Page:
Panagiotis Maroulis, born in Thessaloniki (Salonika), He studied Film Direction, Fine Arts and Hagiography in Athens. His films, “The Seventh Journey”, “His Goal, To Fly” and “Before the End of the World” received prime distinctions and awards both in Greece and abroad.
Since 1990 he has utilized the technique of encaustic painting, applying the ancient techniques and methods on wood panels, cloth and stone. He is a collaborator of Benaki Museum’s faculty of reproduction and encaustic painting. His work is displayed in private collections in Greece and abroad.
Since 2005 he lives permanently on Amorgos where he continues his artistic activities while also working as a professional organic beekeeper.
Encaustic painting is a technique which has been known in Greece since the 5th century BC. The first known practitioner was the painter Aristides of Thebes; the Attic sculptor Praxiteles perfected the technique. Ancient hot wax painting or encaustic (from the Greek εν- and καίω, which signifies the application of heat) constituted one the main methods of painting, and was applied on wood, marble, statues, and ship painting. Information regarding the use of hot wax painting has been passed on via the writings of Roman historian Pliny the Elder, 1st century AD.
The encaustic colouring method is based on the application of beeswax paints, maintained on a heated palette. These are then applied on to the chosen surface where they are reheated in order to blend and acquire a uniform coating reminiscent of enamel.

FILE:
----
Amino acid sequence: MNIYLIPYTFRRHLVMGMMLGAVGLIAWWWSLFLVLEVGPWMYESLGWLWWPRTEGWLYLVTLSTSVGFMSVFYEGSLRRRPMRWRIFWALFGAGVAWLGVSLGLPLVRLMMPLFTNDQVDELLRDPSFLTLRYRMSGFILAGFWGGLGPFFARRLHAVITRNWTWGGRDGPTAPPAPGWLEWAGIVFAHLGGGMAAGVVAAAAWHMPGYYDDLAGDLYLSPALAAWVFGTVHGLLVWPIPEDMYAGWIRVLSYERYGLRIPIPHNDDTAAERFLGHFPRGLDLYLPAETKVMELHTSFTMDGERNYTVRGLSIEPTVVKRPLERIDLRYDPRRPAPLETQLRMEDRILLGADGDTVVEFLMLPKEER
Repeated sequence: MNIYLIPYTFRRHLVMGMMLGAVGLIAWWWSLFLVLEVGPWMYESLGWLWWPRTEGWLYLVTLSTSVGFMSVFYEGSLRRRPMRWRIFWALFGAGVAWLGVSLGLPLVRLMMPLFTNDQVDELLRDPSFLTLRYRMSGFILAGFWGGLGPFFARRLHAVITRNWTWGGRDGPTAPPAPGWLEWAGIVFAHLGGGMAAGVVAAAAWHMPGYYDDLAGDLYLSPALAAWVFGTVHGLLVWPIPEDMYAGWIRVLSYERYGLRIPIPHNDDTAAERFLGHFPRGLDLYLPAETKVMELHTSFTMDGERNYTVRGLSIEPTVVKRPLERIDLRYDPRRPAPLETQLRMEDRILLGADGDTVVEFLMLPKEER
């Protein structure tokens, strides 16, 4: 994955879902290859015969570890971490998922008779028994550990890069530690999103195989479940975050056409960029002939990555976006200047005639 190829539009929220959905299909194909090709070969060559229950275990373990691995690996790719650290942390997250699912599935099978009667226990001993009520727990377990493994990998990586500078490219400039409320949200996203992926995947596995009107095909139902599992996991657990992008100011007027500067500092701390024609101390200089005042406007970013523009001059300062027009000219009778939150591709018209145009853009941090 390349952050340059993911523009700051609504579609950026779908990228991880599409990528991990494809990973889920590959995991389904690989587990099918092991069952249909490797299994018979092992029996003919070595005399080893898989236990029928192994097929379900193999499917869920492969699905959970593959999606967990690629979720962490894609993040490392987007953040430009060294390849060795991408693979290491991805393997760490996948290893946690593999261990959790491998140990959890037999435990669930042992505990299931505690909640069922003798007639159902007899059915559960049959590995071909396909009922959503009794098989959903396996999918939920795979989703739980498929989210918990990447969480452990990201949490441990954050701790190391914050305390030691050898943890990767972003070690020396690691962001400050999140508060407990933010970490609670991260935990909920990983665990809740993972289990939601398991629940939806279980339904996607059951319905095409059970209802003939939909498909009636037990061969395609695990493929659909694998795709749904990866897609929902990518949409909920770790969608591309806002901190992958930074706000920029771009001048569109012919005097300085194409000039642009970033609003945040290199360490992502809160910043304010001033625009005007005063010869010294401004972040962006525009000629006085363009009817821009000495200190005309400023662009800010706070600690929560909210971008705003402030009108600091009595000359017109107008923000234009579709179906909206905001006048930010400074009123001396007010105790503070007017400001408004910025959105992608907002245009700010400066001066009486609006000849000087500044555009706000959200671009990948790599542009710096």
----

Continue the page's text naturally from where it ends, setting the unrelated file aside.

Encaustic materials are also amongst the most resilient, since beeswax is extremely resistant to humidity. Hot wax paints therefore don’t disintegrate, or lose their original hue. Pliny lists three tools which were used to apply these paints: the cestrum, cauterium and paintbrush. These were small-sized spatulas which, after heating, were used to apply the how wax paints on to the surface.
The Fayoum portraits, made in Egypt during the 1st and 2nd centuries AD by Greek artists, are the most well-known examples of this method. Their name derives from the Faiyum Oasis where the most important of these artifacts were discovered. The figures depicted in these portraits, with their immortal gaze transmitting a metaphysical power, give viewers the sense that the persons depicted live on in another world.
The Fayoum paintings are also precursors of Byzantine hagiographic portraits. The first depictions of Christ in painting were made with hot wax paints and are preserved today in Saint Catherine’s Monastery, Mount Sinai.
Fayoum portraits are the pinnacle of the Naturalistic style, which influenced seminal artists of the 20th century; one of these was Yannis Tsarouchis, who studied the portraits in depth.
But Panagiotis works also as an beekeeper manufacturing organic-bee-products > Take a look!